A Feast for Crows is the fourth of seven planned novels in the fantasy series A Song of Ice and Fire by George R. R. Martin. The novel was first published on October 17, 2005, in the United Kingdom. A United States edition followed on in November of 2005.
As she was planning the novel Jane Austen wrote, “I am going to take a heroine whom no one but myself will much like.” And that was the beginning of Emma Woodhouse, the main character in Emma. This comedy features matchmaking gone horribly (and delightfully) awry.
The novel was first published in 1815 and has been adapted into movies and television shows.
Anne of Avonlea was published in 1909. It is the second book in the Anne of Green Gables series and depicts Anne’s life from ages 16 to 18. This book introduces the characters of the twins, Davy and Dora. It also marks the first appearance of the neighbor, Mr. Harrison.
All’s Well That Ends Well is a play by William Shakespeare. It’s believed that Shakespeare wrote it between 1604 and 1605.
Historically the play has been classified as a comedy. However some critics believe it to be one of his “problem plays”, so named because they cannot be neatly classified as tragedy or comedy. The other problem plays are Measure for Measure and Troilus and Cressida.
The House of Mirth was was written by Edith Wharton and published as a book in October of 1905. (Earlier in that year it was serialized in Scribner’s Magazine.) The novel tells the tale of socialite Lily Bart as she deals with issues of money, a woman’s place in society and social expectations.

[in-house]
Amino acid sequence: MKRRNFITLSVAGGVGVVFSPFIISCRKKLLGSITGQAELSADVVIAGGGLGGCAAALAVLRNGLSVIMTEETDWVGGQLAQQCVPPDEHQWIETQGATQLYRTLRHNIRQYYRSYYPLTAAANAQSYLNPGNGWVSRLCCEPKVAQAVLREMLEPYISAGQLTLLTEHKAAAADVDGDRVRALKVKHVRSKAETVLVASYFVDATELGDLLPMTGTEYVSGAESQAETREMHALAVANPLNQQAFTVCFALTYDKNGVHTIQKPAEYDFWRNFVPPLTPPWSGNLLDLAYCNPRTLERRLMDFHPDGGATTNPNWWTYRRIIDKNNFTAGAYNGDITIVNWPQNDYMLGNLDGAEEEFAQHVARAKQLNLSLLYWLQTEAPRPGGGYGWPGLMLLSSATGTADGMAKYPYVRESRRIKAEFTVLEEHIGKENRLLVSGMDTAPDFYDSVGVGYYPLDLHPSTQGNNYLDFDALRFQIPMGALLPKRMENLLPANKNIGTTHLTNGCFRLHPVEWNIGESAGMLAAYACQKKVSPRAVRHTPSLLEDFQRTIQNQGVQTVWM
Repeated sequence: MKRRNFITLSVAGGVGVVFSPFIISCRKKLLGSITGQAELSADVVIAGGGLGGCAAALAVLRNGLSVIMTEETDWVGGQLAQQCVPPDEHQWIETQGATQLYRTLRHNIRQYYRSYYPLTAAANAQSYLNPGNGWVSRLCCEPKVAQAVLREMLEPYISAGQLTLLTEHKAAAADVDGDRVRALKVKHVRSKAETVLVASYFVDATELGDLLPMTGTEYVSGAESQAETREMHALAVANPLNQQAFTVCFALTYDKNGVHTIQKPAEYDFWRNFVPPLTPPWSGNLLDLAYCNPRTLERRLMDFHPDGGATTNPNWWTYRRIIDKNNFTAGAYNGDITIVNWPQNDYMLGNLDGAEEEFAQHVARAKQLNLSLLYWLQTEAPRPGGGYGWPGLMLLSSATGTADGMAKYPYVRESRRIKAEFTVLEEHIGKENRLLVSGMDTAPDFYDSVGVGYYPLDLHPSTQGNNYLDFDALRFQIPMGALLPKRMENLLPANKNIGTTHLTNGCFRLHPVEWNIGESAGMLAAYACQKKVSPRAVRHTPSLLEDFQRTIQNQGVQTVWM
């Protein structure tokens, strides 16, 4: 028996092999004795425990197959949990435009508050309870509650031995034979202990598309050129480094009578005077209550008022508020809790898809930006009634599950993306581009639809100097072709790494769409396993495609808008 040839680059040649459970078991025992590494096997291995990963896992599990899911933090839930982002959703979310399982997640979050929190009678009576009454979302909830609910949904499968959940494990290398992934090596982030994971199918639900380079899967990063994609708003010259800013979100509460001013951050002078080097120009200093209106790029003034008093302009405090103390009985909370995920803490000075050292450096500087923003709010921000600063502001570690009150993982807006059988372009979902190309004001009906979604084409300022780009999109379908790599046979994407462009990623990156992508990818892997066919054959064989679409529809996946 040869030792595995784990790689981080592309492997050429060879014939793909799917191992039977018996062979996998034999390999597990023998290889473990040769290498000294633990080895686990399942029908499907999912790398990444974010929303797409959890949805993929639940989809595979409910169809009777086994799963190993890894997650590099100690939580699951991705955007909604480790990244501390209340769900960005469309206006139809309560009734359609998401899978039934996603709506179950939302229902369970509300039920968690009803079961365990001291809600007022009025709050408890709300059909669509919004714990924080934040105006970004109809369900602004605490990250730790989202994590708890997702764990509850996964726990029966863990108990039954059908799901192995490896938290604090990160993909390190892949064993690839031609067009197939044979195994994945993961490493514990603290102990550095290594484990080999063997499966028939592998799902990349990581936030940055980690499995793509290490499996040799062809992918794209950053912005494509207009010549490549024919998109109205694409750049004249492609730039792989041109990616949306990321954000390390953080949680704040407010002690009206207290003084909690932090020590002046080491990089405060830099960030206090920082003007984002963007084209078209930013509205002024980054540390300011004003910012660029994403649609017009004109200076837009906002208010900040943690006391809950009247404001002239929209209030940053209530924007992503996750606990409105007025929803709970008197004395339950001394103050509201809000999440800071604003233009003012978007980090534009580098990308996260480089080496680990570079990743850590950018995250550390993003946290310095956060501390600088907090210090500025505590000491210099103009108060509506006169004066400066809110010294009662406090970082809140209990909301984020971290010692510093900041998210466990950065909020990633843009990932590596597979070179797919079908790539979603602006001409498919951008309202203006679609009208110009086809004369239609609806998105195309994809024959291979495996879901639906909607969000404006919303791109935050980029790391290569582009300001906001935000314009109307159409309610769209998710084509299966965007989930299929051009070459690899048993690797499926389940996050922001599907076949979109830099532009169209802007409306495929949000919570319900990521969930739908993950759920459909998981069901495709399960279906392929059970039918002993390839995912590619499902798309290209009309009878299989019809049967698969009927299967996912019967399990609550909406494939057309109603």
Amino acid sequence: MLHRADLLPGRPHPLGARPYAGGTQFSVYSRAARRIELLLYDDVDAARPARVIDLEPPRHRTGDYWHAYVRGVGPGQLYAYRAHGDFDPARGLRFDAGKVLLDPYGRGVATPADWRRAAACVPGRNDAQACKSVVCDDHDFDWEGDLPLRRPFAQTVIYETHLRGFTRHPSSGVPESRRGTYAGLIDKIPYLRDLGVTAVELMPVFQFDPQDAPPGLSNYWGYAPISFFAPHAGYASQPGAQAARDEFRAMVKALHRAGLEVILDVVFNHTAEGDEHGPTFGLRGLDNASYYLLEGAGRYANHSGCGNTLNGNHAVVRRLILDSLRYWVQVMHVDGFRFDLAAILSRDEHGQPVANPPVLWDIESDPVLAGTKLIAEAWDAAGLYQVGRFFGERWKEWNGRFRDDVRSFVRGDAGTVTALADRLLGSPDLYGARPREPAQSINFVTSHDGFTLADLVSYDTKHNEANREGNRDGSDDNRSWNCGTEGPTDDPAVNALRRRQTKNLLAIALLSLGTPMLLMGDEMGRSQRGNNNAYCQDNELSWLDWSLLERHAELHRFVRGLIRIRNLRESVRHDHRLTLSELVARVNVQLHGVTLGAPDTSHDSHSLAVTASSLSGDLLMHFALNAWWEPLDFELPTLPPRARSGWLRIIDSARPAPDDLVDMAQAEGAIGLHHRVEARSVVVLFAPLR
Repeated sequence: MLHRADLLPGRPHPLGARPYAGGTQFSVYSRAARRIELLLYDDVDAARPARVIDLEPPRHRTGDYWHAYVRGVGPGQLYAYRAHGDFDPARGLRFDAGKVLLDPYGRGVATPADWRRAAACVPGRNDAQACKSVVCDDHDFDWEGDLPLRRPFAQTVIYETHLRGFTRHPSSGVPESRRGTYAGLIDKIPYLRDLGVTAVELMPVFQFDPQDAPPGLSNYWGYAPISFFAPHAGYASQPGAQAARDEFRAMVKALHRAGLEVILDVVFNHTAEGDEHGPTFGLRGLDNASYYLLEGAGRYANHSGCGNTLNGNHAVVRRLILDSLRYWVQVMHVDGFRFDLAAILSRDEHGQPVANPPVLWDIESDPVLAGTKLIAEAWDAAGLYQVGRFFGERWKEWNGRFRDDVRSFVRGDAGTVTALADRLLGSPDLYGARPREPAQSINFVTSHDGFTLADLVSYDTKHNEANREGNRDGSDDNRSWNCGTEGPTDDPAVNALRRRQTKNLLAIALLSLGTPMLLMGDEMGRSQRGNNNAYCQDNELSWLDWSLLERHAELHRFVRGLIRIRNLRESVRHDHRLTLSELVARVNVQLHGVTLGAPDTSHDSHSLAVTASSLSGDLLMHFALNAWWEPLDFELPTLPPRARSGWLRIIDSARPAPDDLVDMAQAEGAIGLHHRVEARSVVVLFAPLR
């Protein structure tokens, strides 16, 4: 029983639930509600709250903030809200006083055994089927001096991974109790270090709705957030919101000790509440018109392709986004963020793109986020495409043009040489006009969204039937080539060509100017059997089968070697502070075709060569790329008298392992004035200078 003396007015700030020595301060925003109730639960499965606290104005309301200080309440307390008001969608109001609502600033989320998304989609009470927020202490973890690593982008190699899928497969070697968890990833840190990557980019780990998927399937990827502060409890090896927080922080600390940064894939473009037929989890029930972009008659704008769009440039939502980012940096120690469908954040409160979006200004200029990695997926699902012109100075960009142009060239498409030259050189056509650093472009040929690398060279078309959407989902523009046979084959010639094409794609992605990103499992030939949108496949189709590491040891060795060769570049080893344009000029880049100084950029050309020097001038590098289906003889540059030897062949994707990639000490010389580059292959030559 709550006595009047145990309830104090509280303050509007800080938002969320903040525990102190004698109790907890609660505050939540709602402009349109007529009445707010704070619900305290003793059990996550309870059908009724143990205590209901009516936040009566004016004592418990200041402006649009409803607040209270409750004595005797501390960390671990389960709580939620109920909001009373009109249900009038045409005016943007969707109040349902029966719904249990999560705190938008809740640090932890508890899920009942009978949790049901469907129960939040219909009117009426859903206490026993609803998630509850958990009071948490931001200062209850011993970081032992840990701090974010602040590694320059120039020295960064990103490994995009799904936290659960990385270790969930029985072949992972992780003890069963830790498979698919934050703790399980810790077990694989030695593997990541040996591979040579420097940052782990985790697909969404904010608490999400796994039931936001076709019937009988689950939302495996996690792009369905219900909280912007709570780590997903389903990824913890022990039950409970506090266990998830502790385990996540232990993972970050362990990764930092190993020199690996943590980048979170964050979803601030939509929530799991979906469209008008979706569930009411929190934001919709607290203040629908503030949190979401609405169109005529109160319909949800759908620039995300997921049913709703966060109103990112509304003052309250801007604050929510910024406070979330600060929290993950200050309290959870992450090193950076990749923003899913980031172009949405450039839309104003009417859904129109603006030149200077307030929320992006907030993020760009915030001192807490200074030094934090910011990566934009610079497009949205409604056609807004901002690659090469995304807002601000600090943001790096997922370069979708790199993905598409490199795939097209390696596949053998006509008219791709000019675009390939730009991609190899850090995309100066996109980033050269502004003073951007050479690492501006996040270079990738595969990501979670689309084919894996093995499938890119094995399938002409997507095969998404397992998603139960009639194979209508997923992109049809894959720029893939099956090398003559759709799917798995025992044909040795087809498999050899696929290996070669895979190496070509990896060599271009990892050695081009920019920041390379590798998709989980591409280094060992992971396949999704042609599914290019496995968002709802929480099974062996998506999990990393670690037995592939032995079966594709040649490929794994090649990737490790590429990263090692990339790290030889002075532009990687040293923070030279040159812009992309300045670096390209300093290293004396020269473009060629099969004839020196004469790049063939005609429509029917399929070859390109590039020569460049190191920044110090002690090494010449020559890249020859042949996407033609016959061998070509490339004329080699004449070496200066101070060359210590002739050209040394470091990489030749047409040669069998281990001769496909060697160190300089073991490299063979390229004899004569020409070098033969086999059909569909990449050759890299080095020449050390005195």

Children of Dune by Frank Herbert is the third novel in the Dune series. Published in 1976, it was the first hardcover best-seller in the science fiction genre.
In 2003 the Sci-Fi Channel made a miniseries called Frank Herbert’s Children of Dune. The miniseries is actually an adaptation of both Dune Messiah and Children of Dune.
The book was nominated for the Hugo Award for Best Novel in 1977. It lost to Where Late the Sweet Birds Sang by Kate Wilhelm.
The one-eyed view of our universe says you must not look far afield for problems. Such problems may never arrive. Instead, tend to the wolf within your fences. The packs ranging outside may not even exist. ~ Children of Dune by Frank Herbert
A Woman of No Importance is a play written by Oscar Wilde. The play premiered on 19 April 1893 at London’s Haymarket Theatre.
The play starts at a swanky house party located at Lady Hunstanton’s country estate. It’s announced that Gerald Arbuthnot has been appointed as Lord Illingworth’s secretary. Drama ensues because of a scandalous secret regarding Gerald’s mother. Will Gerald’s prospects be derailed?
“Men always want to be a woman’s first love. That is their clumsy vanity. We women have a more subtle instinct about things. What we like is to be a man’s last romance.” ~ A Woman of No Importance by Oscar Wilde
The summer of 1816 was dreary one because of the eruption of Mount Tambora in 1815. It adversely affected the weather and some people called 1816 “the year without a summer.” That year Mary Shelley, then Mary Godwin, and her future husband, Percy Bysshe Shelley, visited Lord Byron at the Villa Diodati by Lake Geneva in Switzerland. Because of the bad weather the group ended up spending a lot of time indoors. One of the things they did to pass the time was to read ghost stories. That gave Byron an idea. He proposed that they “each write a ghost story.” That challenge lead to Mary Shelley writing Frankenstein.
The first edition of the book was published anonymously in London in 1818. Shelley’s name appears on the second edition, published in France in 1823.
The moon gazed on my midnight labours, while, with unrelaxed and breathless eagerness, I pursued nature to her hiding-places. ~ Frankenstein by Mary Shelley